Skip to Content

Alleged Capital One hacker faces 20 years in prison for stealing 100 million customers’ data

By Moira Ritter, CNN Business

The US Justice Department has filed additional charges against the hacker accused of illegally accessing more than 100 million Capital One customers’ accounts and credit card applications in 2019.

Paige Thompson, a former Amazon engineer, now faces six counts of computer fraud and abuse, one count of access device fraud and one count of aggravated identity theft in addition to the original two charges. The superseding indictment also lists four additional victims of Thompson’s hacking. She could serve up to 20 years in prison.

In 2019, Thompson allegedly gained access to 140,000 Social Security numbers, 1 million Canadian Social Insurance numbers and 80,000 bank account numbers, in addition to people’s names, addresses, credit scores, credit limits, balances, and other information in, according to the bank and the US Department of Justice. The hack marked one of the largest data breaches in history.

Following the incident, Capital One entered into consent orders with the Fed and the Office of the Comptroller of Currency. The Fed then filed a cease and desist order, laying out steps the bank needed to take to improve its security, while the Office of the Comptroller of Currency filed an $80 million civil penalty against the bank.

In addition to accessing data, the Justice Department also alleges that Thompson shared details of the hack online.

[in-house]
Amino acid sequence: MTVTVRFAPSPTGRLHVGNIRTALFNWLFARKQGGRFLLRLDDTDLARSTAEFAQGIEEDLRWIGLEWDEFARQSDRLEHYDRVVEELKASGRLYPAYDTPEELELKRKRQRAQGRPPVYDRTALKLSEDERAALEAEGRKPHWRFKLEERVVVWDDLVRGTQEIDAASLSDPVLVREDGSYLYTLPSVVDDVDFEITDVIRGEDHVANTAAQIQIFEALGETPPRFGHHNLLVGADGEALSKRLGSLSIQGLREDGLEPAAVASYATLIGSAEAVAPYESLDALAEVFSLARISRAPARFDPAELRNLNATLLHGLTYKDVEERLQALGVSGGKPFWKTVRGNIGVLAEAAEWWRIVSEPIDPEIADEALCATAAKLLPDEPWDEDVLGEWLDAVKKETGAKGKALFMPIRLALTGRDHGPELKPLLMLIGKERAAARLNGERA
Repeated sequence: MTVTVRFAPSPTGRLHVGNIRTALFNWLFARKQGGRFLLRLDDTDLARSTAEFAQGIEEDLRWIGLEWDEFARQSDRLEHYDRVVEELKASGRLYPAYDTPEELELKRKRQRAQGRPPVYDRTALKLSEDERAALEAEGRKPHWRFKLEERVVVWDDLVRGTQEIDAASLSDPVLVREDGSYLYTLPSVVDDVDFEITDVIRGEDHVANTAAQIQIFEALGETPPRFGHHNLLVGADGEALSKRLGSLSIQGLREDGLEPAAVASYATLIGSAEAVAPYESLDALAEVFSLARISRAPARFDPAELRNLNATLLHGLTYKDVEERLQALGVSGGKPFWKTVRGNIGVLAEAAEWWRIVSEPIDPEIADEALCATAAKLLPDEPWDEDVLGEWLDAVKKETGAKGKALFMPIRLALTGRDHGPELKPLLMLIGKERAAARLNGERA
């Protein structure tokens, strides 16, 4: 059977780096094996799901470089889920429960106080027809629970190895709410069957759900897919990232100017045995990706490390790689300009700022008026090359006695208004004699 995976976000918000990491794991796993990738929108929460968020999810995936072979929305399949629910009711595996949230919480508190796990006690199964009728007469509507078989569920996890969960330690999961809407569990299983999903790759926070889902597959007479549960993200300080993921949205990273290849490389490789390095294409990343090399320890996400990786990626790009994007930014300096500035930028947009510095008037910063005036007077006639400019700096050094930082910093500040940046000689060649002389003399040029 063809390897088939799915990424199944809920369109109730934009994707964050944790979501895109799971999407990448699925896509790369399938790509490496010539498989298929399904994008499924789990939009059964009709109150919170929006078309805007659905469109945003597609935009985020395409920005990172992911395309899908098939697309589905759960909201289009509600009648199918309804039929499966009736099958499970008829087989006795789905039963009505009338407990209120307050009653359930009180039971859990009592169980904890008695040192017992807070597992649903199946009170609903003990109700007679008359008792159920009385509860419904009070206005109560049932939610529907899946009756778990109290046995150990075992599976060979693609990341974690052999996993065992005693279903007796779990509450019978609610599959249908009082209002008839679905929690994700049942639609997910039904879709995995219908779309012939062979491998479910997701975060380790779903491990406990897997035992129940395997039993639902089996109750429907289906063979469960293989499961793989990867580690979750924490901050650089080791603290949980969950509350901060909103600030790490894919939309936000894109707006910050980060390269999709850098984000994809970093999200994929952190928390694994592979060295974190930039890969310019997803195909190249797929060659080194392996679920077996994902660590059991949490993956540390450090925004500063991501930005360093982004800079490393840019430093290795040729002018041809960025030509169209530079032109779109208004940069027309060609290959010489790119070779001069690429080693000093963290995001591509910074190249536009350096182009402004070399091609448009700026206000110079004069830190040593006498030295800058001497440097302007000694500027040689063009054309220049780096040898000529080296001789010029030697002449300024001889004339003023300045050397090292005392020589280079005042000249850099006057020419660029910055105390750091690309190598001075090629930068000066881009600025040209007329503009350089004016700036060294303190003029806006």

The Department of Justice said Thompson posted about the tools she used to hack Capital One on GitHub, a software development site where programmers can post projects, using her full first, middle and last names.

The complaint also includes screenshots of a Slack channel in which Thompson, under the alleged alias “erratic,” posted a list of Capital One files she claimed to possess and explained how she extracted the files.

“I wanna get it off my server that’s why Im archiving all of it lol,” Thompson allegedly posted on Slack.

The agency also alleges that Thompson made statements on other social media platforms about possessing Capital One data, listing a Twitter handle that allegedly belonged to Thompson, @0xa3a97b6c in the complaint. The account has since been suspended.

“Ive basically strapped myself with a bomb vest, f—ing dropping Capital One’s dox and admitting it,” Thompson allegedly wrote in a private message via Twitter.

Thompson’s private Twitter messages also included references to distributing the names, Social Security numbers and dates of birth for the customers whose records she breached, according to the Justice Department.

Thompson’s trial, which has been postponed several times for further discovery and because of the pandemic, is now set for March 14, 2022.

™ & © 2021 Cable News Network, Inc., a WarnerMedia Company. All rights reserved.

Article Topic Follows: CNN - Social Media/Technology

Jump to comments ↓

CNN Newsource


KIFI Local News 8 is committed to providing a forum for civil and constructive conversation.

Please keep your comments respectful and relevant. You can review our Community Guidelines by clicking here

If you would like to share a story idea, please submit it here.

Skip to content